The methodology for protecting sensitive information is divided into the following two phases:

4.1       Phase 1: Considerations before a decision to launch a nuclear power programme:

  • Action 1:   The State should define its national policy on sensitive nuclear security information based on need to know, graded approach, and defence in depth principles. The policy should include:
    • Definition of the information to be protected;
    • Assignment of clear responsibilities for ensuring protection of sensitive information;
    • Classification of the information, including the level to which the information should be protected;
    • Measures for handling information including the manner in which it should be stored, transmitted, or destroyed;
    • Assignment of responsibilities for each of the competent authorities in relation to information protection;
    • Identification of other measures necessary to protect sensitive information, such as protection of electronic data;
    • Conditions and arrangements for the sharing of sensitive information and for assisting law enforcement and prosecutorial bodies;
    • Detailed procedures, formats and protocols in relation to how information, including information on detection and response systems and measures, will be shared with other States, particularly neighbouring States and relevant international organizations; and
    • Establishment of an offence or offences and penalties in relation to the unauthorized disclosure of sensitive information.

4.2       Phase 2: Preparatory work for the construction of a nuclear power plant after a policy decision is taken:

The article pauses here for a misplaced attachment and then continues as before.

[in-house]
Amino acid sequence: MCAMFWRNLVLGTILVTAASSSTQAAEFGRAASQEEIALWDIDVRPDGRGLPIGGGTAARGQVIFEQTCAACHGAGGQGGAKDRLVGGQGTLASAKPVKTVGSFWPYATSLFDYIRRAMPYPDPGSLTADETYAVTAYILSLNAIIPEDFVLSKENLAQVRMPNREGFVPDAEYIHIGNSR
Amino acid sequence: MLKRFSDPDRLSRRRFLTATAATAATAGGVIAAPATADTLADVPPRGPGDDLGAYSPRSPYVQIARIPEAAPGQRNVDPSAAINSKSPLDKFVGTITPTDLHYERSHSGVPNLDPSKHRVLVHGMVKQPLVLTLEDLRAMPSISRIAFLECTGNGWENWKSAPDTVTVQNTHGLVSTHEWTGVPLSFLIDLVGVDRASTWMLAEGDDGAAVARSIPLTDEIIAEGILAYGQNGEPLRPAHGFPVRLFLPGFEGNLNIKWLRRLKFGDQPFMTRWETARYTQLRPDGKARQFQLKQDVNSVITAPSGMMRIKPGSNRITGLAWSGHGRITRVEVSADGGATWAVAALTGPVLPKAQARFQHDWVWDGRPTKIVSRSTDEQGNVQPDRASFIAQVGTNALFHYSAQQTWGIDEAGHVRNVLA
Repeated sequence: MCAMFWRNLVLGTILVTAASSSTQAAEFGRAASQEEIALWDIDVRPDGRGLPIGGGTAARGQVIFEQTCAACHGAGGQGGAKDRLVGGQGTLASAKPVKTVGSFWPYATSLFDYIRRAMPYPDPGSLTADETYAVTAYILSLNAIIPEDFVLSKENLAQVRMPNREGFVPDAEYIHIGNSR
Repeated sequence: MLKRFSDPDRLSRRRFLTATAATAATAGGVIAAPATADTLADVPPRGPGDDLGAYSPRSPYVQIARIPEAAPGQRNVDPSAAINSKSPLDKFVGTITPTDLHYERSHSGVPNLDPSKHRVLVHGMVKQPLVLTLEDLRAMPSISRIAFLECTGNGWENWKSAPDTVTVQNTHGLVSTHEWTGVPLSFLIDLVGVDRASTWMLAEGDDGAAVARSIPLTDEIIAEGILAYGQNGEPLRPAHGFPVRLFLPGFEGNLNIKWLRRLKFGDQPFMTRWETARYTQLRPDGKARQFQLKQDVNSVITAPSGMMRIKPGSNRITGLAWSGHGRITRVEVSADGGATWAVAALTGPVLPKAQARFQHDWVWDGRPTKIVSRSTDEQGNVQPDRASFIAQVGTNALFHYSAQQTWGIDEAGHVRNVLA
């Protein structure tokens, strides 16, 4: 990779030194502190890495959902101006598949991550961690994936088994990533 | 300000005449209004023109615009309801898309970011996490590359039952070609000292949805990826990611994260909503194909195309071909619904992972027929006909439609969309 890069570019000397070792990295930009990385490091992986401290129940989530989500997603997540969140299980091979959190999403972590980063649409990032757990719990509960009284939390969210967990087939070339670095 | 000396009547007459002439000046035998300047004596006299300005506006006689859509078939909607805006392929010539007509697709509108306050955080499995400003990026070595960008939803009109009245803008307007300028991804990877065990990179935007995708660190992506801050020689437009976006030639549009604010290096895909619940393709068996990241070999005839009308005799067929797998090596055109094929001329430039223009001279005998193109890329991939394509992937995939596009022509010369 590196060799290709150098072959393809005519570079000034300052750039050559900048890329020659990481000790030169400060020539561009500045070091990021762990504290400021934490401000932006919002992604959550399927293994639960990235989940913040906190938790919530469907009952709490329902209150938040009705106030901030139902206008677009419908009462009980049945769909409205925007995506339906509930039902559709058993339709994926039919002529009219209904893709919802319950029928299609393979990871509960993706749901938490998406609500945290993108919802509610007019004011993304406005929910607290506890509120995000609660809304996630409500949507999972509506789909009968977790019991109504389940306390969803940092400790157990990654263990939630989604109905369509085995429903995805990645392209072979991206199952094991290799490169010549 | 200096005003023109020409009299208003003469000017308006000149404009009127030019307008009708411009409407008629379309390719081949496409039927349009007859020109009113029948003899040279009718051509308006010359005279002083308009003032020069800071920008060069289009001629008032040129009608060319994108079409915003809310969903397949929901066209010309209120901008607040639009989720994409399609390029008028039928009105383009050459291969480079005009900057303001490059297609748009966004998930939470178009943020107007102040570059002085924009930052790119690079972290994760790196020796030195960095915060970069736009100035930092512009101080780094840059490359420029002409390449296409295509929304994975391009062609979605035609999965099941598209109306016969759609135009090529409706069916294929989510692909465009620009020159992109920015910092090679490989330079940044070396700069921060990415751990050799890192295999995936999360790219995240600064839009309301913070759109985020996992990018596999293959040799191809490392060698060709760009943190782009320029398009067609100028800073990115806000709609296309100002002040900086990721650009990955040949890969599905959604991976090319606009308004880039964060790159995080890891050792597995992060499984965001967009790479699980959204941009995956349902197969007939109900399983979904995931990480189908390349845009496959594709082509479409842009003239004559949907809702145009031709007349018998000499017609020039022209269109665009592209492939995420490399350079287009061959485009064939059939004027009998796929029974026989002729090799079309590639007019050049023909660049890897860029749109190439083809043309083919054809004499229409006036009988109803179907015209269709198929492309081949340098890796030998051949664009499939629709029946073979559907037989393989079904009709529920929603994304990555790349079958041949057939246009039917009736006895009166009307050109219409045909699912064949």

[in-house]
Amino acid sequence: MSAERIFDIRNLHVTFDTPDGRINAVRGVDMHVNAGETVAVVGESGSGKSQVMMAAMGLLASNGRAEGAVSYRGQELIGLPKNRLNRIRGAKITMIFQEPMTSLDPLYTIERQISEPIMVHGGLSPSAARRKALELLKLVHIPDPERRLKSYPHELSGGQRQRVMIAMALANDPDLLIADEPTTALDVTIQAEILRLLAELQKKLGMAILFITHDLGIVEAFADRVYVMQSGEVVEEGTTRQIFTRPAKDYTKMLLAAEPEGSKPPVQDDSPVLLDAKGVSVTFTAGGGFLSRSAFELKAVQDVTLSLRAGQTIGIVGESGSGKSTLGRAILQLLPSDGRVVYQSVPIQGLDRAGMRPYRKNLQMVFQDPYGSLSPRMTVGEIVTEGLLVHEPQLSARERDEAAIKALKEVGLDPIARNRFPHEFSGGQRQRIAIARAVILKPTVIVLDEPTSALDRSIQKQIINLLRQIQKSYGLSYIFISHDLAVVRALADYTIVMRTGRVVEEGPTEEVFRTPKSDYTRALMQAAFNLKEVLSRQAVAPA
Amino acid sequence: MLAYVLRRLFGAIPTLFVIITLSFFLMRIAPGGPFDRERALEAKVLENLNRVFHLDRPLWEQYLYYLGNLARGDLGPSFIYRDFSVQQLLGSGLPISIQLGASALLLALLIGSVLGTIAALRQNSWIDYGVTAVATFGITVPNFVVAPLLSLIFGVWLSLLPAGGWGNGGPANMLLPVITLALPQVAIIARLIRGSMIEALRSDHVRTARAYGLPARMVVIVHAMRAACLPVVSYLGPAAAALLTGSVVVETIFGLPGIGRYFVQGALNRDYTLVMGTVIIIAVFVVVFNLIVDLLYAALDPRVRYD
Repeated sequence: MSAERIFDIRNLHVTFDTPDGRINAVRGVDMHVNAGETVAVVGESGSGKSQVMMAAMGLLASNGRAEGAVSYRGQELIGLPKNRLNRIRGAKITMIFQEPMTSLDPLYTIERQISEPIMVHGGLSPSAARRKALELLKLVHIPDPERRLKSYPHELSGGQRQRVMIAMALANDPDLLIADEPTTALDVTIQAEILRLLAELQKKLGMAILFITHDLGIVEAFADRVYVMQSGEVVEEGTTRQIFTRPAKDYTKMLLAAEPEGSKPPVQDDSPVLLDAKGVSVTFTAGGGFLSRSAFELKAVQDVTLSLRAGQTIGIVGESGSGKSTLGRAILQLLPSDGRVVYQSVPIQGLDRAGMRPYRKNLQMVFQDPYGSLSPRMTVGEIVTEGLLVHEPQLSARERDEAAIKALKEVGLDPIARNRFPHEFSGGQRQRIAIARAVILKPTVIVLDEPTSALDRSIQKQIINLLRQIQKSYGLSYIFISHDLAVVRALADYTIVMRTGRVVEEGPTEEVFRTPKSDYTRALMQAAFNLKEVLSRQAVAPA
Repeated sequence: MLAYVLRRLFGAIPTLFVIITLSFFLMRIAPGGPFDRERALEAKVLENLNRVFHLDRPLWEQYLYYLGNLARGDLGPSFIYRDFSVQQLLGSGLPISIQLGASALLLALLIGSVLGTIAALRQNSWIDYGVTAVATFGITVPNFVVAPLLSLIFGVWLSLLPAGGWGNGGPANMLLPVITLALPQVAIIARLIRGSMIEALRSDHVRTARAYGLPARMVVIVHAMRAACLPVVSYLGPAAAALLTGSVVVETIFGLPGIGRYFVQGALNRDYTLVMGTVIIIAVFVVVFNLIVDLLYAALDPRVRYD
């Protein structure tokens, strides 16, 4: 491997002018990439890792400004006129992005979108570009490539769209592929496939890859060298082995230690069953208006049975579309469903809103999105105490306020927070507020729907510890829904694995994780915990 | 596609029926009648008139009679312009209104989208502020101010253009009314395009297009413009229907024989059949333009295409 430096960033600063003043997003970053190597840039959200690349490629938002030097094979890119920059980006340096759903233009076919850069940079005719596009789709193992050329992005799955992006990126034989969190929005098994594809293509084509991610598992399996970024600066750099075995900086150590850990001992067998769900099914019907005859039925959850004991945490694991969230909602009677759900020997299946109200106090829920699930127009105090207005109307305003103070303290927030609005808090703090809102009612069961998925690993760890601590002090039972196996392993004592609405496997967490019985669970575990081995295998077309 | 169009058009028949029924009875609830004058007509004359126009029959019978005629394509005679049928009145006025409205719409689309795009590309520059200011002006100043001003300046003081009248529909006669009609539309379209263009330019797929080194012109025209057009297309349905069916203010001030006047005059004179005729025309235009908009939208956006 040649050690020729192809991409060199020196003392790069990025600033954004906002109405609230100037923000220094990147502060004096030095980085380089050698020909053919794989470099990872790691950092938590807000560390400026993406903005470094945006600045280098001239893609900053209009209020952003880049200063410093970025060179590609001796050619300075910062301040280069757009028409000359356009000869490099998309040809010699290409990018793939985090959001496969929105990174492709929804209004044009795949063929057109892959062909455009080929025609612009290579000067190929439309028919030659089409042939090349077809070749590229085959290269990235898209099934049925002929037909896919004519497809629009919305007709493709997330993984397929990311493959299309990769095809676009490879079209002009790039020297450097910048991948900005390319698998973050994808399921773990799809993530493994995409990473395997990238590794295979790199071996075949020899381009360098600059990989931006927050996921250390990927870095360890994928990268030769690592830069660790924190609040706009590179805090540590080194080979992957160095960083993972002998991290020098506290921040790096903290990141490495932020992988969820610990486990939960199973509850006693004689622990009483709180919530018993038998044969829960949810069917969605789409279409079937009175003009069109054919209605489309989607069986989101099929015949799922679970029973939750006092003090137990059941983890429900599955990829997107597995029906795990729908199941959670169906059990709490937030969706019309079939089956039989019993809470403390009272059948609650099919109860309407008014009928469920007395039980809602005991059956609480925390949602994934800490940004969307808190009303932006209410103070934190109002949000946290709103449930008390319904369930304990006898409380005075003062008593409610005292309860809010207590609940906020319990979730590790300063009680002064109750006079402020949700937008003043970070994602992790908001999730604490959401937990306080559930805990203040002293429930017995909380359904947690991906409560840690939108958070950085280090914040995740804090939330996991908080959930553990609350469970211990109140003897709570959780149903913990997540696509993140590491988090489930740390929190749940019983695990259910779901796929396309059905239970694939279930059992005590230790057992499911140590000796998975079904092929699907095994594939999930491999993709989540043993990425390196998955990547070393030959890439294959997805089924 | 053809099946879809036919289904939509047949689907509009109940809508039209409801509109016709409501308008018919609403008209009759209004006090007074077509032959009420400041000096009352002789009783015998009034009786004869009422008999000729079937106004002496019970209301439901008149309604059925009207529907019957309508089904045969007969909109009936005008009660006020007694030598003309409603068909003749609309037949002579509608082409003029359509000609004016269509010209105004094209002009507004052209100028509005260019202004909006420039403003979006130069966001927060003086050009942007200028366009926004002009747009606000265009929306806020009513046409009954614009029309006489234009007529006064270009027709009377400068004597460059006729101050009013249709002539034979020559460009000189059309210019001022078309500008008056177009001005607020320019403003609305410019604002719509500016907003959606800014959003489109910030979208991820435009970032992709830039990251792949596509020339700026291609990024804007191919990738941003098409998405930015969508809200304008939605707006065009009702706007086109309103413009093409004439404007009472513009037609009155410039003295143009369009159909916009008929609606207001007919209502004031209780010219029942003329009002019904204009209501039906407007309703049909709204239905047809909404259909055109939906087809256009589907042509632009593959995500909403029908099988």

• Action 1:   The State should assign responsibilities to the appropriate competent authorities for the protection of sensitive nuclear security information and the protection of computer systems, networks, and other digital systems that store sensitive information or are critical for the secure operation of the nuclear or other radioactive material facilities (sensitive information systems);
  • Action 2:   The competent authorities should define appropriate requirements for protecting sensitive nuclear security information and sensitive information systems;
  • Action 3:   The regulatory authority should promulgate requirements that an operator should demonstrate to the satisfaction of the regulatory authority that it complies with the regulatory requirements related to the protection of sensitive information and sensitive information systems. This should include its contractual arrangements with vendors and contractors;
  • Action 4:   Each competent authority should establish and implement policy and procedures for the protection of sensitive information and sensitive information systems, including policy and procedure for the appropriate sharing of information with other relevant agencies both nationally and internationally;
  • Action 5:   Each competent authority should ensure that relevant personnel are trained in procedures for protection of sensitive information and sensitive information systems;
  • Action 6:  Each operator should implement relevant policies for the protection of sensitive information and sensitive information systems, including procedures for the transmission of information to the regulatory authority and the competent authority for transport in relation to the nuclear security systems and measures of the operator and impose these requirements on vendors and contractors through appropriate arrangements; and